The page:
Calling All Kid Authors

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Mikayla Lowery

Mikayla Lowery

Imagine being a bestselling author. Book signings in New York, television appearances, and hundreds…even thousands of people rushing out to buy a book with your very own name in bold letters on the cover. It is a dream come true. Sadly, for many kids out there, this dream may never come true. At least not until they become an adult, which is the typical age of most authors. However, I believe that kids should have the opportunity to write their own books.

Kids writing books would benefit their education. The accomplishment of a published book would look very impressive on a college resume, which might increase the chances of getting a scholarship. Writing not only helps develop communication skills, but also grammar and reading skills, along with cognitive thinking. So even if you do not get a book published as a kid, but still write one, all these benefits increase your knowledge, making you more intelligent.

Another reason why kids writing books can be beneficial, kids understand what it is like to be them. While there are many successful and talented children’s authors out there, not all of them are able to perfectly capture the mind of today’s youth. Part of the reason may be because the world is changing. Being a kid in the seventies or eighties is not the same as being one today. As the world is advancing, why not advance our children’s literary world?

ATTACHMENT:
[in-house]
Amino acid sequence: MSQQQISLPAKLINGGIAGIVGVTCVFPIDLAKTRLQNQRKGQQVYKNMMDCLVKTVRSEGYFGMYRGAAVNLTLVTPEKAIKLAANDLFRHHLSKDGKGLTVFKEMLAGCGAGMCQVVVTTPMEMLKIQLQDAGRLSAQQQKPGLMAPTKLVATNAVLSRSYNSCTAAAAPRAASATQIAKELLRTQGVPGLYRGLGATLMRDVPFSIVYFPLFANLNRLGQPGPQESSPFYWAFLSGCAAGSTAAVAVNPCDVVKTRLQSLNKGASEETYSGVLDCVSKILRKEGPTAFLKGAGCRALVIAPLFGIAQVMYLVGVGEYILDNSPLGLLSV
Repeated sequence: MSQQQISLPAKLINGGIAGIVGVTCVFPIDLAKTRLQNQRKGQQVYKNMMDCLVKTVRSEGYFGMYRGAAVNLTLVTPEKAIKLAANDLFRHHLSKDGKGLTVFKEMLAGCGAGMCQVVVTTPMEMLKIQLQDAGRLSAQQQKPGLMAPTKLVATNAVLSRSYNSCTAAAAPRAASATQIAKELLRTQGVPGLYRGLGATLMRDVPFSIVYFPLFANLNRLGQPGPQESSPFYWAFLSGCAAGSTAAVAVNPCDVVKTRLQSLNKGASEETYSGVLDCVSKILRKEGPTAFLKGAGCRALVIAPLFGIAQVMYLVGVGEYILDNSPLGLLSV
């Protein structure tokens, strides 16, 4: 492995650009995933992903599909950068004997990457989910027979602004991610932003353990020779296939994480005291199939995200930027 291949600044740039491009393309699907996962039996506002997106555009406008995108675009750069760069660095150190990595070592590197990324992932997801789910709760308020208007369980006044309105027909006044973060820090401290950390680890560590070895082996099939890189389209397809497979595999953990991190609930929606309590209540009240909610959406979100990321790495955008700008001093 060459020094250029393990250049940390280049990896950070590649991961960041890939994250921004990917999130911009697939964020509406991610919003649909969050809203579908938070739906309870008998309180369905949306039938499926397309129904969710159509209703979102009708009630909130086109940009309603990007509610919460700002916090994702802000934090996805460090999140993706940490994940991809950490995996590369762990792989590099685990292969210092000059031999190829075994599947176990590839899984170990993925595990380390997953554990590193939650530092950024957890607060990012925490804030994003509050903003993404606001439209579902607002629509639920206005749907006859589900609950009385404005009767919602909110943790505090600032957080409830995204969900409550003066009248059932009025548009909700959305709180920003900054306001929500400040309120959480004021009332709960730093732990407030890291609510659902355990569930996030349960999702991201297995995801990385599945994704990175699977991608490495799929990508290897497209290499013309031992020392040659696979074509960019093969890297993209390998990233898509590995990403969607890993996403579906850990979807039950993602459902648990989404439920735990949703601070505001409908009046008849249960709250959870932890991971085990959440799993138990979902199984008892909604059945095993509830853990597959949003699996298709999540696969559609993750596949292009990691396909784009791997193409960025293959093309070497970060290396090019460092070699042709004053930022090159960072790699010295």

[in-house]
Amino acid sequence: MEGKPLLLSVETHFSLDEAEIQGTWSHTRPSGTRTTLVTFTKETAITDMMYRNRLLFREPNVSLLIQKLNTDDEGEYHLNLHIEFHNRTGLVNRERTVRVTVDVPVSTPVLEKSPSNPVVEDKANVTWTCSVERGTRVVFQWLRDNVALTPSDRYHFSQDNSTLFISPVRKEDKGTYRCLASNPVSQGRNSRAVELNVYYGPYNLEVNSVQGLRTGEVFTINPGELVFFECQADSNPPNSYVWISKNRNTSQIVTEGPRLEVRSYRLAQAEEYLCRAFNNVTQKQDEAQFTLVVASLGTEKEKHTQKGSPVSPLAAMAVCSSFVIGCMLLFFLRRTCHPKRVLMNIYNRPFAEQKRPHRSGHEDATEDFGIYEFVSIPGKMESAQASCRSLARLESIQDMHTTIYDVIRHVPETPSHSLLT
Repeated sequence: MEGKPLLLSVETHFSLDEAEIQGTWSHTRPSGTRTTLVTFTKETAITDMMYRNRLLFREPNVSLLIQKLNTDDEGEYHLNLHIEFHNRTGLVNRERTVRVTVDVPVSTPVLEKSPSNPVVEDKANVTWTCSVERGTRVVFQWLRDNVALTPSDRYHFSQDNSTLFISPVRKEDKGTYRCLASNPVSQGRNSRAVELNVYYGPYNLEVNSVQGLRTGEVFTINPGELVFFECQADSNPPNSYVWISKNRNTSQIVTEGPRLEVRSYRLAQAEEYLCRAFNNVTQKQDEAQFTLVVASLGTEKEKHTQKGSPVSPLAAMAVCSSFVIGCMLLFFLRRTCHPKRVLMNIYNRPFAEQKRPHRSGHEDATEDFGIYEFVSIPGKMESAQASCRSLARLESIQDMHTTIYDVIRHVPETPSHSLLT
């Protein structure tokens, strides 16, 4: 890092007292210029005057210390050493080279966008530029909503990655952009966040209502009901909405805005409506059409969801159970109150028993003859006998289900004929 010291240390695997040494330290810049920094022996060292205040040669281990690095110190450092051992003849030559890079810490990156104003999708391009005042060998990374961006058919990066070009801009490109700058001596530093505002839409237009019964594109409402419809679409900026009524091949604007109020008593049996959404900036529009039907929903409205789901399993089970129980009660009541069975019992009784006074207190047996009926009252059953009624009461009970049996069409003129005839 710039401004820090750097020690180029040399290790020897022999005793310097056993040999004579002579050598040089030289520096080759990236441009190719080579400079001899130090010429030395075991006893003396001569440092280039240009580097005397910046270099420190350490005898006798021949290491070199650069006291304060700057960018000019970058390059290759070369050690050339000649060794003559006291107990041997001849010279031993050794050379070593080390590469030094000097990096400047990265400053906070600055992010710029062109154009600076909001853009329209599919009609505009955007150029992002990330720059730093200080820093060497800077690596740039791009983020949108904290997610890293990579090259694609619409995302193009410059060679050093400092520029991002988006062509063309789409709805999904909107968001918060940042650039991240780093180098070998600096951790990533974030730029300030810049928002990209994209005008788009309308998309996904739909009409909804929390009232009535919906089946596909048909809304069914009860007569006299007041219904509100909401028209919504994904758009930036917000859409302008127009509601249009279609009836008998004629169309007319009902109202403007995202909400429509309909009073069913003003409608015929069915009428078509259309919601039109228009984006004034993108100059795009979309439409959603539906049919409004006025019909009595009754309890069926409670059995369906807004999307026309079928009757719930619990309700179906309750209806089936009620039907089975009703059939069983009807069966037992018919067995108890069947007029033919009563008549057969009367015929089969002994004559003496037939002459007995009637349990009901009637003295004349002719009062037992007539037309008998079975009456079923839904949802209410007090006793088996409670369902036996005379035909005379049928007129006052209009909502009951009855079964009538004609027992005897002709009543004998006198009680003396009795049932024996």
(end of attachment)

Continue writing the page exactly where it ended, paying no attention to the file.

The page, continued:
Devices such as the smartphone, are very useful, especially since computers have helped advance the literary world. Yet, many kids and teens have become a little too interested in texting and using social media and other apps, which limit their creative ability to what their thumbs allow them to do. Using an app only allows you to do what’s on the app, while in writing you can romp through infinity with just a piece of paper, pencil, and your mind. The only thing that limits you is your imagination.

There are several child authors out there. Such as: Francis Hawkins, who in 1641, was eight years old when he wrote a book of manners for children. Dorothy Straight was only four years old when she wrote How the World Began. Alexandra Elizabeth Sheedy wrote She Was Nice to Mice in 1975 when she was twelve years old. Anne Frank’s diary was published in 1952 as The Diary of a Young Girl. Her book has been translated into more than fifty languages, making it one of the most popular books to have been written by a child (Children as Authors Fact Monster). Although there have certainly been others, I do not believe that is enough compared to the thousands of adult authors.

So many kids have potential in writing; they should be encouraged not discouraged.

Tom Robins, a novelist, says, “What’s next? Kiddie architects, juvenile dentists, 11-year-old rocket scientists? Any parent who thinks that the crafting of engrossing, meaningful, publishable fiction requires less talent and experience than designing a house, extracting a wisdom tooth, or supervising a lunar probe is, frankly, delusional.” (Elissa Gootman New York Times).

This is the kind of attitude that discourages kids from becoming authors. If more kids were authors and more people supported them then maybe there would be more child authors out there. Since there are only few out there, it can make kids believe that since hardly anyone else does it, they can’t, which can keep them from reaching their full potential. People say children can be whatever they want when they grow up, but why not now?

Do you want today’s kids to get creative and write? Take action today. Help kids reach their full potential. Encourage them to put pencil to paper, use their imagination, and go somewhere they never thought they could go.

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